Glory to Jesus Christ!
I am taking this forum out from it’s most common focus on liturgical practice and personal piety to ask a question about theology.
I accept that the Roman Catholic church insists that it does not change dogmatically, but that doctrine develops in some way (interpretation, I guess). But something peculiar showed up in a post on a now-closed thread, and I would like to know if this statement is in agreement with Traditional Roman Catholicism, represents a legitimate development, or is actually incorrect.
I think this type of question will work as a poll, so anyone who wants to respond without typing a dissertation can do so
Miaphysitism is what the Oriental Orthodox churches teach about the nature of Christ, westerners once called it Monophysitism, but apparently that is not correct. I cannot say whether one term or the other is more accurate.
Roman Catholic and Orthodox churches have held to Diaphysitism since Chalcedon, it is a very important theological point which we have held in common. (Most people don’t even know that it is called Diaphysitism, we refer to it as the Two Natures of Christ: Fully Human and Fully Divine.)
For a further definition of Miaphysitism, please seek out other reliable sources, I cannot speak for the adherents to this Christology.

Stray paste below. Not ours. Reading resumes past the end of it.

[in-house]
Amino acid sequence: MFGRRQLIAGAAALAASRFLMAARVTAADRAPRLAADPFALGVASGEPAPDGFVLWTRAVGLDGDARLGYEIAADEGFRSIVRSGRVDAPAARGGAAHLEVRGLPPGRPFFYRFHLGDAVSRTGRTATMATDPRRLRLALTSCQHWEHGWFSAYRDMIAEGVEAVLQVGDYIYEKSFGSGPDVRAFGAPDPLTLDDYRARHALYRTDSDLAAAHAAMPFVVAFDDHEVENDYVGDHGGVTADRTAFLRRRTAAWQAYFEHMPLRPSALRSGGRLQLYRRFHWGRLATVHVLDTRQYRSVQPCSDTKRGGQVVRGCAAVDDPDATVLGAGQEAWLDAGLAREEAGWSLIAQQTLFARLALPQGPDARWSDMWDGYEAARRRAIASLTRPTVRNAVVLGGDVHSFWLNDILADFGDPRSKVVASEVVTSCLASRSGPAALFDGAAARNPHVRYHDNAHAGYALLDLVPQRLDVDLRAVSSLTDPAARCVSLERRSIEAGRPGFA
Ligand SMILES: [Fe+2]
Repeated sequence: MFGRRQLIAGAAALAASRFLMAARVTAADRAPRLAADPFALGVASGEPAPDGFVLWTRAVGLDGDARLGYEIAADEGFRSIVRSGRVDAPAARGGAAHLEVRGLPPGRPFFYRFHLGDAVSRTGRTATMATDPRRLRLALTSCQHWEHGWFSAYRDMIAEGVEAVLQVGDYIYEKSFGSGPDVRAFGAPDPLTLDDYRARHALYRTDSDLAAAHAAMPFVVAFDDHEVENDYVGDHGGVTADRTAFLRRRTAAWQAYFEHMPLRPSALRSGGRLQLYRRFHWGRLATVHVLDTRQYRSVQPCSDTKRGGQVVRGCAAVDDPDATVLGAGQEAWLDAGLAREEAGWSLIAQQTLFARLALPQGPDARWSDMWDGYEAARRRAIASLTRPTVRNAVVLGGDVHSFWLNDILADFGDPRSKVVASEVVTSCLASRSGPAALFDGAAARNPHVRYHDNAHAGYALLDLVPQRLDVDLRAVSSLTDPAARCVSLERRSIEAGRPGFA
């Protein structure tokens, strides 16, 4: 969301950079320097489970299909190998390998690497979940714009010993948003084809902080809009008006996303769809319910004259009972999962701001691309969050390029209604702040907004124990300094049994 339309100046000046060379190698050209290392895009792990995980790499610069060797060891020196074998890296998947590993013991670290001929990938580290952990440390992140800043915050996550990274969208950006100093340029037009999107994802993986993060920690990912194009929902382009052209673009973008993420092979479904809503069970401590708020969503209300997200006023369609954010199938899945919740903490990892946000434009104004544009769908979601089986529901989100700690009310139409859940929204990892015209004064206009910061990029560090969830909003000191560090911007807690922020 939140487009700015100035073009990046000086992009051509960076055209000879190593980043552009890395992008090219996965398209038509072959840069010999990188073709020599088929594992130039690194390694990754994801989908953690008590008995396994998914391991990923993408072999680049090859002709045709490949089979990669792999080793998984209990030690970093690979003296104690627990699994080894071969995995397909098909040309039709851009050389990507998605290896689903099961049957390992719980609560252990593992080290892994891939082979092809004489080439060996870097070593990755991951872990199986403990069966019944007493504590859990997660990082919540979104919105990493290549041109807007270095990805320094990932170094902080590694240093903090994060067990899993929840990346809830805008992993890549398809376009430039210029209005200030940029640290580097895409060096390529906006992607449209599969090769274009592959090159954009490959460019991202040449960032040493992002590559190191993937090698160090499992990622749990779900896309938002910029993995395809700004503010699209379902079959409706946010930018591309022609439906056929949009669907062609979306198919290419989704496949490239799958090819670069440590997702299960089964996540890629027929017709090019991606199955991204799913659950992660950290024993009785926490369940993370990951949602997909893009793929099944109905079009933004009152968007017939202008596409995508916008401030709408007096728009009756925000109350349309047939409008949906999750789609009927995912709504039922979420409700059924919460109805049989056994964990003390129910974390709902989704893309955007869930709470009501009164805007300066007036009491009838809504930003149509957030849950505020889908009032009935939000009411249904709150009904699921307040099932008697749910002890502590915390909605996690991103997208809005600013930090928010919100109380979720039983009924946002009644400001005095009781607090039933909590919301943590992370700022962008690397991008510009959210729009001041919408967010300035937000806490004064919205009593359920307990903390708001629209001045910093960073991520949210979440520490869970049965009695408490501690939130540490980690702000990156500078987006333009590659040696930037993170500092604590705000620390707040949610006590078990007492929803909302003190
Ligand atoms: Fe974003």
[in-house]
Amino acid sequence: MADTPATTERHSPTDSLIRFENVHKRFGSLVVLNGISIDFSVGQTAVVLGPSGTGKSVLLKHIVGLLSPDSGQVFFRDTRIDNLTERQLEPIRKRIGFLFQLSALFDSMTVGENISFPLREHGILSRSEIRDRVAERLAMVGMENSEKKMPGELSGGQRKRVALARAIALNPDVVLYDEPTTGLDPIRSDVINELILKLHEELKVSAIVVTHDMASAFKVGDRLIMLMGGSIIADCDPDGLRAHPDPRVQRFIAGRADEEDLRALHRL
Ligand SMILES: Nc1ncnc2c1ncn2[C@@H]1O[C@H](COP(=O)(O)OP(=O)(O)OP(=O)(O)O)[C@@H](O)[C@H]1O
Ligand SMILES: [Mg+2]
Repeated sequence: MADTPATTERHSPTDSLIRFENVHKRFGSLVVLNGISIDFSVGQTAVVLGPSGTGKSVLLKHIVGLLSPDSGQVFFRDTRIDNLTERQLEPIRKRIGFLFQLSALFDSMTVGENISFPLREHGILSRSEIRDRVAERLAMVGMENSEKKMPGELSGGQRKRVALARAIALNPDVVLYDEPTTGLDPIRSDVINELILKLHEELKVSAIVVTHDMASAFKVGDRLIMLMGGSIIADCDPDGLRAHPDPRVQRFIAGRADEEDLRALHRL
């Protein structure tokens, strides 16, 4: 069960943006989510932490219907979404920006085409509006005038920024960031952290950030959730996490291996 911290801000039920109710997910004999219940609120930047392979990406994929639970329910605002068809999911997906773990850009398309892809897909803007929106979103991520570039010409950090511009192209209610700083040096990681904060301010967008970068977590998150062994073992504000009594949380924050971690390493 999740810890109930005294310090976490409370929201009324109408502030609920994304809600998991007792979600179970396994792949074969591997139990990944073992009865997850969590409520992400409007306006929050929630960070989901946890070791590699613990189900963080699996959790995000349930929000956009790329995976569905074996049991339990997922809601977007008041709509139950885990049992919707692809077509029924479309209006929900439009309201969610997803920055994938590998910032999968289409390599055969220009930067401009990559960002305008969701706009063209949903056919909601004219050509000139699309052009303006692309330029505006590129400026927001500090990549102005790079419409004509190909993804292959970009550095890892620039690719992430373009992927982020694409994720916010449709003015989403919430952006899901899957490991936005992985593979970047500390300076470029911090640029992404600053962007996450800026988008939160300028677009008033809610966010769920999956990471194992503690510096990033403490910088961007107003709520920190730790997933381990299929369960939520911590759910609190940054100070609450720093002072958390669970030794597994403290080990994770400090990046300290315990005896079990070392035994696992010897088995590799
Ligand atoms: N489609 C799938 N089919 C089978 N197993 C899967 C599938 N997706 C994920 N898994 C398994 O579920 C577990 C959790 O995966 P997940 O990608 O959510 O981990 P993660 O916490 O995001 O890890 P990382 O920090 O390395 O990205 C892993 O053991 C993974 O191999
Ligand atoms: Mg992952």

Our friend and brother from the Chaldean Catholic church states:
Well, in the Catholic Church, it was agreed upon with the Oriental Orthodox that both Miaphysite and Diophysite Christologies can co-exist in the same communion. Until your Church makes a similar declaration with them, I remain skeptical of your Church’s respect and admiration for them as it pertains to Christology. They are willing to allow Diophysite Christology in the same communion with them, but I am skeptical of your Church’s allowance of Miaphysite Christology in the same communion with them.
Is this something Traditional Roman Catholics can agree with?
Can the difference be ignored for the sake of Christian unity under the Pope?
Thanks in advance,